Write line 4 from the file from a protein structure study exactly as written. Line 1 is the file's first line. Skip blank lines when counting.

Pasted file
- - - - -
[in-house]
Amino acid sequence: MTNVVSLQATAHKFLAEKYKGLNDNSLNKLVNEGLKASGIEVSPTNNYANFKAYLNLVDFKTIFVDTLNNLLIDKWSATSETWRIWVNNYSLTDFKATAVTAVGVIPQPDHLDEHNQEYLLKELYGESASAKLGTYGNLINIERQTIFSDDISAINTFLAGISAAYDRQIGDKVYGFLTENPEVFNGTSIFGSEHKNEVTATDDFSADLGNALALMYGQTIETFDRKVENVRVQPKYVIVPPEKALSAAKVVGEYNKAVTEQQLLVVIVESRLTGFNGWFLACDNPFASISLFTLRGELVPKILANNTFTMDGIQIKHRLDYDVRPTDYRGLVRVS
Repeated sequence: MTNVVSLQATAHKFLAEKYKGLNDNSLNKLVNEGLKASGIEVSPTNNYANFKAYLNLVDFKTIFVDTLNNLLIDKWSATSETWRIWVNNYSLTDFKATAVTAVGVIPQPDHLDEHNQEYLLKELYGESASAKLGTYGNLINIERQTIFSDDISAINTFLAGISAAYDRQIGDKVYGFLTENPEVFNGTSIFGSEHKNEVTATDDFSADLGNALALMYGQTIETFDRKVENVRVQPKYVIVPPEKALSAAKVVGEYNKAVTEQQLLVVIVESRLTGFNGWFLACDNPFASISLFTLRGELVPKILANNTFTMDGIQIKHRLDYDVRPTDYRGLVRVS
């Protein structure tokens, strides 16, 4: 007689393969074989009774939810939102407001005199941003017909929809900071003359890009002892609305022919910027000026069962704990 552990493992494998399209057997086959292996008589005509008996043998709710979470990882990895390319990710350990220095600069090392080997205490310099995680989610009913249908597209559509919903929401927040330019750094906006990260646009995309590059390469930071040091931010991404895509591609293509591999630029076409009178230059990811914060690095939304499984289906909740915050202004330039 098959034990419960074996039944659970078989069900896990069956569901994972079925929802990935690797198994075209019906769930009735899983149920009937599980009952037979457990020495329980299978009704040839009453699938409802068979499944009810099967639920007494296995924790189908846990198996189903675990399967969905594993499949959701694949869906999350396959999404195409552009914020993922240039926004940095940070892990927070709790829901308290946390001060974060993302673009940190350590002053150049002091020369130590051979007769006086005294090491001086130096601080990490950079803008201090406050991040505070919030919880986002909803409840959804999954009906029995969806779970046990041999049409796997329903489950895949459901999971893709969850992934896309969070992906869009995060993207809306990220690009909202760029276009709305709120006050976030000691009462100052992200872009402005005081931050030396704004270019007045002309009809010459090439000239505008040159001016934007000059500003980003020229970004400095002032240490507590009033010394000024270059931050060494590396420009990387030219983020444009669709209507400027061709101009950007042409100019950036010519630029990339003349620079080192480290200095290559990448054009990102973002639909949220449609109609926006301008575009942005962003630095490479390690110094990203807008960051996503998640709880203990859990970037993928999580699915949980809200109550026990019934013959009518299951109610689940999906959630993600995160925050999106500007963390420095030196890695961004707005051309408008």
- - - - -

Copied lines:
């Protein structure tokens, strides 16, 4: 007689393969074989009774939810939102407001005199941003017909929809900071003359890009002892609305022919910027000026069962704990 552990493992494998399209057997086959292996008589005509008996043998709710979470990882990895390319990710350990220095600069090392080997205490310099995680989610009913249908597209559509919903929401927040330019750094906006990260646009995309590059390469930071040091931010991404895509591609293509591999630029076409009178230059990811914060690095939304499984289906909740915050202004330039 098959034990419960074996039944659970078989069900896990069956569901994972079925929802990935690797198994075209019906769930009735899983149920009937599980009952037979457990020495329980299978009704040839009453699938409802068979499944009810099967639920007494296995924790189908846990198996189903675990399967969905594993499949959701694949869906999350396959999404195409552009914020993922240039926004940095940070892990927070709790829901308290946390001060974060993302673009940190350590002053150049002091020369130590051979007769006086005294090491001086130096601080990490950079803008201090406050991040505070919030919880986002909803409840959804999954009906029995969806779970046990041999049409796997329903489950895949459901999971893709969850992934896309969070992906869009995060993207809306990220690009909202760029276009709305709120006050976030000691009462100052992200872009402005005081931050030396704004270019007045002309009809010459090439000239505008040159001016934007000059500003980003020229970004400095002032240490507590009033010394000024270059931050060494590396420009990387030219983020444009669709209507400027061709101009950007042409100019950036010519630029990339003349620079080192480290200095290559990448054009990102973002639909949220449609109609926006301008575009942005962003630095490479390690110094990203807008960051996503998640709880203990859990970037993928999580699915949980809200109550026990019934013959009518299951109610689940999906959630993600995160925050999106500007963390420095030196890695961004707005051309408008």